Medicare Fraud and the Home Health Care Industry

Whether recovering from surgery or facing a terminal illness, many of our nation’s seniors share a similar desire – to stay in their own homes rather than a hospital or nursing home. While many home health and hospice care companies are committed to making this wish a reality, others put profit above honest service to their patients. Health care fraud permeates all facets of our medical system and home-based senior care is, as a recent case suggests, no exception. Our California health care fraud firm is committed to helping fight all forms of Medicare fraud, including fraud involving this growing facet of our health care system.

Large Home Health Company Pays $150 Million to Settle Fraudulent Billing Claims medicalcost.jpg

Along with its affiliates, Amedisys Inc. comprises one of the largest providers of home health care services, with five locations in Northern and Central California according to the company website. Late last month, the Department of Justice (“DOJ”) issued a press release announcing that the company agreed to pay $150 million in order to resolve allegations filed pursuant to the False Claims Act. The claims suggested that, from 2008 through 2010, Amedisys improperly billed Medicare for services that were medically unnecessary, were provided to patients that were not eligible for home care, or otherwise involved misrepresentations of patients’ medical conditions in order to increase Medicare payments. According to the DOJ, the fraudulent claims arose from pressure on employees to provide care based on the company’s financial interests rather than the actual needs of their patient. Additionally, the lawsuits alleged that the company maintained inappropriate financial relationships with certain referring doctors.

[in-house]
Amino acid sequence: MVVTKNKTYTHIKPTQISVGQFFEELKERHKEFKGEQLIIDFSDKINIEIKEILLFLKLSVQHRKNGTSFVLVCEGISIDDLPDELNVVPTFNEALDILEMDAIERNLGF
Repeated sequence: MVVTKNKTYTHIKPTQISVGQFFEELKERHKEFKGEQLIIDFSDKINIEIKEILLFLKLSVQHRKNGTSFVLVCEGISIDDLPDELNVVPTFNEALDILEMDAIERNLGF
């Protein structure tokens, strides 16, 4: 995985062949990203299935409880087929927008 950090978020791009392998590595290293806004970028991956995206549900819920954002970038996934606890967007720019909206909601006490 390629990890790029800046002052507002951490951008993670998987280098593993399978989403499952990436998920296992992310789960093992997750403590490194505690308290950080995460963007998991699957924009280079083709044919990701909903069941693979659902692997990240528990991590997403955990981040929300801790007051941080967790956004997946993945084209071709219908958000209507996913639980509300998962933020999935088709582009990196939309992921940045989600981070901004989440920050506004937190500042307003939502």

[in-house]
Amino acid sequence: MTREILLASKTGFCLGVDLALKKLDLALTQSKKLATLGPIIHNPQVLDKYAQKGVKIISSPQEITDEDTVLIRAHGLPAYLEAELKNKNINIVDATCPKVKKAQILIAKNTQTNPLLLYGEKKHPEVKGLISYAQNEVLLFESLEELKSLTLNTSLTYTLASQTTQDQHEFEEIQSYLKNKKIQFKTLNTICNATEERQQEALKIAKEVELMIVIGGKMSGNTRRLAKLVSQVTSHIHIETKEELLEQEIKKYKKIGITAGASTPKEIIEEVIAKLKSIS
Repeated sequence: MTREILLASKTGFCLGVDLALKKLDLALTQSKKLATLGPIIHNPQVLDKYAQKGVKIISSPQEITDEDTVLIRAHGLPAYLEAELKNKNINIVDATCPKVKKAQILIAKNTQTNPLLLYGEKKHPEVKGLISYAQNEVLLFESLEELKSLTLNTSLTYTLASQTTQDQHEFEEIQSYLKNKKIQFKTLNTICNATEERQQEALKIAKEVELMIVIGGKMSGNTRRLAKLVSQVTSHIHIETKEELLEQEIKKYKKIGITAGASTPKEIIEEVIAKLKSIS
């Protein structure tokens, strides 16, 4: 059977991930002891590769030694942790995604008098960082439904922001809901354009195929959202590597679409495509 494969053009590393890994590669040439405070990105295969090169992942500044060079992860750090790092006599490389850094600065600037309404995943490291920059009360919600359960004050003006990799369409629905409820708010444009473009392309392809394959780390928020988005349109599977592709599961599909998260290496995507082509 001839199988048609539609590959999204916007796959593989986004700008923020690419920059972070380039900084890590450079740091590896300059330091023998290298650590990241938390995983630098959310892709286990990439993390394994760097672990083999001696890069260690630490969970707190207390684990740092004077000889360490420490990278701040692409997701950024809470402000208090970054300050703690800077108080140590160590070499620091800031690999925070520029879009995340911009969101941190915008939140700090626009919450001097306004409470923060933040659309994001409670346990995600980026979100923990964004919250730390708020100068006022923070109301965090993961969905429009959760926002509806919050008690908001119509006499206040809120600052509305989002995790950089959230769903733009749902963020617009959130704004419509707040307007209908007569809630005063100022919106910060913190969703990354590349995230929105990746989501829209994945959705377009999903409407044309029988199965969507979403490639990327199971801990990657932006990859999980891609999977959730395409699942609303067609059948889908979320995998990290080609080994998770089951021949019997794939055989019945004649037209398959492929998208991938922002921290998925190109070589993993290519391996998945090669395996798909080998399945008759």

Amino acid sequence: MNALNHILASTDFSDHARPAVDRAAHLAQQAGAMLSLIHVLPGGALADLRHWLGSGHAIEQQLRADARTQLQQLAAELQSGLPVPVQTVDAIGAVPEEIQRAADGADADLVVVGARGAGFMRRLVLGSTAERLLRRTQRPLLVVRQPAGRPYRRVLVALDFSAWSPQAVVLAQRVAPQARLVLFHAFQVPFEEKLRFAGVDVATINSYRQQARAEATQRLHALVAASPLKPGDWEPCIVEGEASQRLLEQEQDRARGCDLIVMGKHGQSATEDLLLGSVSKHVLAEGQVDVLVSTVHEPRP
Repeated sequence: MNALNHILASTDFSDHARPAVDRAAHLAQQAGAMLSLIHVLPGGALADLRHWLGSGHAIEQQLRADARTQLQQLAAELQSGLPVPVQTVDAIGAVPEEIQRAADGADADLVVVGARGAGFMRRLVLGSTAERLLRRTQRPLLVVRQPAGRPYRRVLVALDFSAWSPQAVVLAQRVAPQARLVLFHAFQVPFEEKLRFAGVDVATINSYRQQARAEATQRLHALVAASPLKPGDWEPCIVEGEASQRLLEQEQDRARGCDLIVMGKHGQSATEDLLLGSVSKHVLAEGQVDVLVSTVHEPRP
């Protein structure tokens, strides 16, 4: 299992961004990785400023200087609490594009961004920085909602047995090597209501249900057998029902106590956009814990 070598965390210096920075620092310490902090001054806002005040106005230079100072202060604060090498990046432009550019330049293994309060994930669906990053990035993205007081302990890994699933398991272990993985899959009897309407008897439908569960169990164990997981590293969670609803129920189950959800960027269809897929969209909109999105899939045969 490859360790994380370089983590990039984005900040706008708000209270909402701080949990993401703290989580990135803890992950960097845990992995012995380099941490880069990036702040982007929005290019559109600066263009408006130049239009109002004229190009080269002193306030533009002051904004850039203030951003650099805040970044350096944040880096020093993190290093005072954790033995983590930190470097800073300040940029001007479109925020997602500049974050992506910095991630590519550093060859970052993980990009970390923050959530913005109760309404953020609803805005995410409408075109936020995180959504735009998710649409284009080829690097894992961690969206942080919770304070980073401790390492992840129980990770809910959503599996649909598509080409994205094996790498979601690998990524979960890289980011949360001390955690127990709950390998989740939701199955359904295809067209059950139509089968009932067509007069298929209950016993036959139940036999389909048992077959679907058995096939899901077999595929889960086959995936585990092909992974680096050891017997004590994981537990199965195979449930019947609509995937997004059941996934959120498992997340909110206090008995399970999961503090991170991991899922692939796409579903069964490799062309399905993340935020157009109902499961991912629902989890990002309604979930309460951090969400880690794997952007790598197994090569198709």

The DOJ and various United States Attorneys’ Offices expressed a commitment to ensuring that Medicare funds are reserved for genuine health care needs, including medically necessary home health services. They declared the settlement a victory for taxpayers, noting it also includes an agreement that Amedisys will implement compliance measures intended to prevent future false billings.

Qui Tam Lawsuits and the Role of Whistleblowers in Medicare Fraud
Like many other claims involving health care fraud, the suits against Amedisys were brought under the False Claims Act’s qui tam provisions. These provisions allow private citizens to file civil suits on the governments’ behalf. In recognition of their role in these cases, the whistleblowers are entitled to a share in any recovery. A total of $26 million will be split among the Amedisys whistleblowers. According to a Bloomberg report, the claims were filed by five individuals, including three former employees.

Medicare fraud is shockingly common. In many cases, companies seem to approach Medicare billings as a game with the goal of recovering as much as money possible without regard for actual health care needs. Bloomberg’s discussion of the Amedisys case notes that the whistleblowers referred to a program used to trigger higher payments as “the special sauce” – a detail we find especially upsetting because it suggests the company was flippant about filing falsely inflated claims.

Private whistleblowers are essential to the fight against companies that are, in effect, stealing from the already-strained government health care system. We believe that there are many individuals who are aware of Medicare fraud who recognize it as wrong but do not know what they can do about it. We encourage such individuals to contact our office and speak with our experienced Medicare fraud attorney. We understand and appreciate the bravery of those who report health care fraud and our Northern California whistleblowers’ attorney will help ensure your concerns are heard while you are also protected from any and all retaliatory efforts.

See Related Blog Posts:
Doctor House Calls Become Latest Focus for Potential Medicare Fraud
Results in the 2013 Fight Against Health Care Fraud and the Growing Importance of Whistleblowers

(Picture by Neff Conner)